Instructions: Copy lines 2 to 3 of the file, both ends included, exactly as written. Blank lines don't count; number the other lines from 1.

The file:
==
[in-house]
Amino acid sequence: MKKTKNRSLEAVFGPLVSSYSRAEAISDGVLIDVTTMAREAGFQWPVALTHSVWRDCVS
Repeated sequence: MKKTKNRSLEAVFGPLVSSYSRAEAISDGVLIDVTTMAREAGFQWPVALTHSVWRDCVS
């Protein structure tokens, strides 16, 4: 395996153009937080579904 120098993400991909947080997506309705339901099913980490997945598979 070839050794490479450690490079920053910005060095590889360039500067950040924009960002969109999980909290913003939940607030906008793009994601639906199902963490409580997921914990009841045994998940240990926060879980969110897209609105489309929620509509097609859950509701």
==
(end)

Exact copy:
Amino acid sequence: MKKTKNRSLEAVFGPLVSSYSRAEAISDGVLIDVTTMAREAGFQWPVALTHSVWRDCVS
Repeated sequence: MKKTKNRSLEAVFGPLVSSYSRAEAISDGVLIDVTTMAREAGFQWPVALTHSVWRDCVS